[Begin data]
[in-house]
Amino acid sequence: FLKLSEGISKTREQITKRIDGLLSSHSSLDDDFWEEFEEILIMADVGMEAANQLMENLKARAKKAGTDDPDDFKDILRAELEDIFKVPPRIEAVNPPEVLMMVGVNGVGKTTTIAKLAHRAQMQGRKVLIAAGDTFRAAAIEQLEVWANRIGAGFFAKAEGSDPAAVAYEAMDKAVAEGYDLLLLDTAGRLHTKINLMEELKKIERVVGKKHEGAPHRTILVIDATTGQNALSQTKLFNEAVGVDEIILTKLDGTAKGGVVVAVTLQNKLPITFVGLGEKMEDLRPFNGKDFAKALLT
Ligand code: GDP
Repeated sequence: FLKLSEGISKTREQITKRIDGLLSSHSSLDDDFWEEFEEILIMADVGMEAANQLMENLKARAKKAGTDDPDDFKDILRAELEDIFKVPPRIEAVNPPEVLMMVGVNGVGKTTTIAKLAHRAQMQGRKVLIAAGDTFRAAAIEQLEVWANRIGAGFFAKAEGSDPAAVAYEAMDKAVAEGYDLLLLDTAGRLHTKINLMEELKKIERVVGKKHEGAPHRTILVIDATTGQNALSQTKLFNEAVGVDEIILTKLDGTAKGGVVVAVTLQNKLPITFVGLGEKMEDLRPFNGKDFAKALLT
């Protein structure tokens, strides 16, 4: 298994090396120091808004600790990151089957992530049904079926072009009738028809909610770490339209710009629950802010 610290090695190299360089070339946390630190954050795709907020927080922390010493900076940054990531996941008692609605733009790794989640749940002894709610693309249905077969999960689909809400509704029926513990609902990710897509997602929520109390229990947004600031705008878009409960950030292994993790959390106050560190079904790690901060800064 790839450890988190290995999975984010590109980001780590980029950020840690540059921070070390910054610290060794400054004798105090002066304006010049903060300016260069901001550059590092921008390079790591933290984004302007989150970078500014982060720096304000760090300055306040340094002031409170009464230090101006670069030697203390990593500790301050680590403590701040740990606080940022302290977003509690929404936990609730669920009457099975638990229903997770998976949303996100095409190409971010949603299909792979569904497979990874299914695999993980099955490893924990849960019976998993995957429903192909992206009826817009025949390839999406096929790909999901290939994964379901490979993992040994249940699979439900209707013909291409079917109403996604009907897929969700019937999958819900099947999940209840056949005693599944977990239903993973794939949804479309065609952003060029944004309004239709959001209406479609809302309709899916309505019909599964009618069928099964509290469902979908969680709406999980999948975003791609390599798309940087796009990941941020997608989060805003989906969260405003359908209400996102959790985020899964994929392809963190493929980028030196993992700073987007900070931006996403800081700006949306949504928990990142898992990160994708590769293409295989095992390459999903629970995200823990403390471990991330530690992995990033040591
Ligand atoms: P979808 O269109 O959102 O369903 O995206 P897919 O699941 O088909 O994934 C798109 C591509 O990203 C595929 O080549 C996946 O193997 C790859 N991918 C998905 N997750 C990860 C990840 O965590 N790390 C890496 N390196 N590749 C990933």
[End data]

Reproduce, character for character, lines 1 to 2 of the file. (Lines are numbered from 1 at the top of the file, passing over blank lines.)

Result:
[in-house]
Amino acid sequence: FLKLSEGISKTREQITKRIDGLLSSHSSLDDDFWEEFEEILIMADVGMEAANQLMENLKARAKKAGTDDPDDFKDILRAELEDIFKVPPRIEAVNPPEVLMMVGVNGVGKTTTIAKLAHRAQMQGRKVLIAAGDTFRAAAIEQLEVWANRIGAGFFAKAEGSDPAAVAYEAMDKAVAEGYDLLLLDTAGRLHTKINLMEELKKIERVVGKKHEGAPHRTILVIDATTGQNALSQTKLFNEAVGVDEIILTKLDGTAKGGVVVAVTLQNKLPITFVGLGEKMEDLRPFNGKDFAKALLT